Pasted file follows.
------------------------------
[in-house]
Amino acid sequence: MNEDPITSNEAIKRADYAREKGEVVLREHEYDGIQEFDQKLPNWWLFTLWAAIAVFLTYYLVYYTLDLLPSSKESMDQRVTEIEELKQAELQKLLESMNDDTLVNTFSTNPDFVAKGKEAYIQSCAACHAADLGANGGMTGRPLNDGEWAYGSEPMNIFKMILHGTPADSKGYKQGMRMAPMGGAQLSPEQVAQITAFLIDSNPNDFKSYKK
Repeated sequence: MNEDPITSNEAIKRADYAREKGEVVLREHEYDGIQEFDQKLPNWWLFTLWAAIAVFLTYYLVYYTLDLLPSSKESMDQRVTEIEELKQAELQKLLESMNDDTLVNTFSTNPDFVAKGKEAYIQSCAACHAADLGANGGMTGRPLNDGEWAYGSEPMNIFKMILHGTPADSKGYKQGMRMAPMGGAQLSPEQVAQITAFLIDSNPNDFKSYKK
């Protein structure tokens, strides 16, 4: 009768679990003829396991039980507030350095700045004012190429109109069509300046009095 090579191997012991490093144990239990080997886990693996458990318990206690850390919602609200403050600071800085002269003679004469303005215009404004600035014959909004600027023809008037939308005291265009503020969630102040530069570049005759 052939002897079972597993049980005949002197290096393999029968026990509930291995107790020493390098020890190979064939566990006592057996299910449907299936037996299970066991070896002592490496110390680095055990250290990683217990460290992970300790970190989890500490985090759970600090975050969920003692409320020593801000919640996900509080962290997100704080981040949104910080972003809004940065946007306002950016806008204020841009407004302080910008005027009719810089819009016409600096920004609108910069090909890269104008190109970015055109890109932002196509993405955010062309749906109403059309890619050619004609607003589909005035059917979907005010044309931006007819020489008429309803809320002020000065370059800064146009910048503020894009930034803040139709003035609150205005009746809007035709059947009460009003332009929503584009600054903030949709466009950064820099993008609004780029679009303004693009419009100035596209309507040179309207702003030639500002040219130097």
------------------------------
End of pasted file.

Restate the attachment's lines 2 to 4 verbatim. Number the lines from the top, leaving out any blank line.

Amino acid sequence: MNEDPITSNEAIKRADYAREKGEVVLREHEYDGIQEFDQKLPNWWLFTLWAAIAVFLTYYLVYYTLDLLPSSKESMDQRVTEIEELKQAELQKLLESMNDDTLVNTFSTNPDFVAKGKEAYIQSCAACHAADLGANGGMTGRPLNDGEWAYGSEPMNIFKMILHGTPADSKGYKQGMRMAPMGGAQLSPEQVAQITAFLIDSNPNDFKSYKK
Repeated sequence: MNEDPITSNEAIKRADYAREKGEVVLREHEYDGIQEFDQKLPNWWLFTLWAAIAVFLTYYLVYYTLDLLPSSKESMDQRVTEIEELKQAELQKLLESMNDDTLVNTFSTNPDFVAKGKEAYIQSCAACHAADLGANGGMTGRPLNDGEWAYGSEPMNIFKMILHGTPADSKGYKQGMRMAPMGGAQLSPEQVAQITAFLIDSNPNDFKSYKK
């Protein structure tokens, strides 16, 4: 009768679990003829396991039980507030350095700045004012190429109109069509300046009095 090579191997012991490093144990239990080997886990693996458990318990206690850390919602609200403050600071800085002269003679004469303005215009404004600035014959909004600027023809008037939308005291265009503020969630102040530069570049005759 052939002897079972597993049980005949002197290096393999029968026990509930291995107790020493390098020890190979064939566990006592057996299910449907299936037996299970066991070896002592490496110390680095055990250290990683217990460290992970300790970190989890500490985090759970600090975050969920003692409320020593801000919640996900509080962290997100704080981040949104910080972003809004940065946007306002950016806008204020841009407004302080910008005027009719810089819009016409600096920004609108910069090909890269104008190109970015055109890109932002196509993405955010062309749906109403059309890619050619004609607003589909005035059917979907005010044309931006007819020489008429309803809320002020000065370059800064146009910048503020894009930034803040139709003035609150205005009746809007035709059947009460009003332009929503584009600054903030949709466009950064820099993008609004780029679009303004693009419009100035596209309507040179309207702003030639500002040219130097």